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Orchids discovered at unlikely wildlife haven

An electricity substation in Suffolk has become an unlikely wildlife haven for orchids and protected newts.

From Press releases - 3 April 2014 12:00 AM

UKPN Heather Patrick-27 (2).jpg

An electricity substation in Suffolk has become an unlikely wildlife haven for orchids and protected newts.

UK Power Networks is working with wildlife experts to survey key sites in the county for conservation through its partnership with Suffolk Wildlife Trust.

The energy firm delivers electricity to eight million customers across East Anglia, London and the South East through its vast infrastructure of overhead power lines, underground cables and substations.

During a survey at a substation in Halesworth, the ancient orchid twayblade was spotted along with the bee and southern marsh orchid species, which are in decline in Britain, and great crested newts.

Heather Patrick, environment advisor at UK Power Networks, said: “UK Power Networks has been a corporate member of Suffolk Wildlife Trust - and the other eight wildlife trusts in its patch – since 2011 but the partnership goes well beyond simple membership.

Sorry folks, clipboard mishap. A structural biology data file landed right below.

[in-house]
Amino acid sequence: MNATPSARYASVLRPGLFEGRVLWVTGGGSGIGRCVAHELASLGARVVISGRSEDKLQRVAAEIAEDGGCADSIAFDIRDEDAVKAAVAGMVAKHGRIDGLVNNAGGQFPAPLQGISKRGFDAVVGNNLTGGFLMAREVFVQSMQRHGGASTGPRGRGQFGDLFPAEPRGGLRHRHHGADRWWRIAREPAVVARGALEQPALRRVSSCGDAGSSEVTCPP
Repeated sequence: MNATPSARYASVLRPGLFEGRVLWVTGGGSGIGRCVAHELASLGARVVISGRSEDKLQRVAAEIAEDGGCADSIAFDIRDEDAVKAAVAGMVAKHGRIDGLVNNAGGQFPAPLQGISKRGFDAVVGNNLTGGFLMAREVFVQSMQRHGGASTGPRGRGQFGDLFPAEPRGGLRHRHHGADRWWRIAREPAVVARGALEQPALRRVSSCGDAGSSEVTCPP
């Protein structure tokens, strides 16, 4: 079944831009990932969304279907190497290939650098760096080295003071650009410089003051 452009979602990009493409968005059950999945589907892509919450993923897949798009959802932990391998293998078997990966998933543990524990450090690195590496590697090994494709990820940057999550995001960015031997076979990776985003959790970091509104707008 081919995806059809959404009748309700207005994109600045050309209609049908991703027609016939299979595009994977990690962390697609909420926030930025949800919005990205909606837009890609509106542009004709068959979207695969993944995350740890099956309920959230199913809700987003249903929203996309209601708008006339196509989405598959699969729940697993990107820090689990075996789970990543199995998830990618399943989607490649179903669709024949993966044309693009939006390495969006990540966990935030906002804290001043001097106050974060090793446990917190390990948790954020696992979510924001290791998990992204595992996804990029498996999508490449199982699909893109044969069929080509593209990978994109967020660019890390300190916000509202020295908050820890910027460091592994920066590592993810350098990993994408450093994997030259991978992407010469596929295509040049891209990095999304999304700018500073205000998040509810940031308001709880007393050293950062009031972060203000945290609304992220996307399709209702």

“We have called on their expertise to ensure that wherever possible, the maintenance of our sites enhances the local environment, not destroys it.

“As the public are strictly prohibited from entering our substations on safety grounds, this allows wildlife habitats to thrive relatively untouched by modern-day life.”

Once the sites have been surveyed, habitat management plans are drawn up to protect any rare plant or animal life found there.

The information and expertise provided by the Trusts supports UK Power Networks’ Work Green programme, which is an environmental training course that has been rolled out to all field staff, designers and engineers.

Dr Simone Bullion, senior conservation adviser who directed the survey for Suffolk Wildlife Trust, said: “There is a hectare of very nice habitat at the electricity substation in Halesworth.

“As there is another grassland County Wildlife Site close by, the substation contributes to the habitat in the area, making it valuable on a landscape scale.

“We look forward to helping advise on further management to ensure wildlife continues to thrive on this site.”

The habitat management plans for UK Power Network’ substations include:

• mowing timed to allow wildflowers to seed
• vegetation diversity encouraged to provide nectar for bees and other vital pollinators
• hedges cut in rotation to provide shelter, food and nesting opportunities for birds
• log piles and compost heaps created to provide shelter and food for invertebrates and reptiles
• ponds managed to maintain favourable conditions for Great Crested Newts to breed.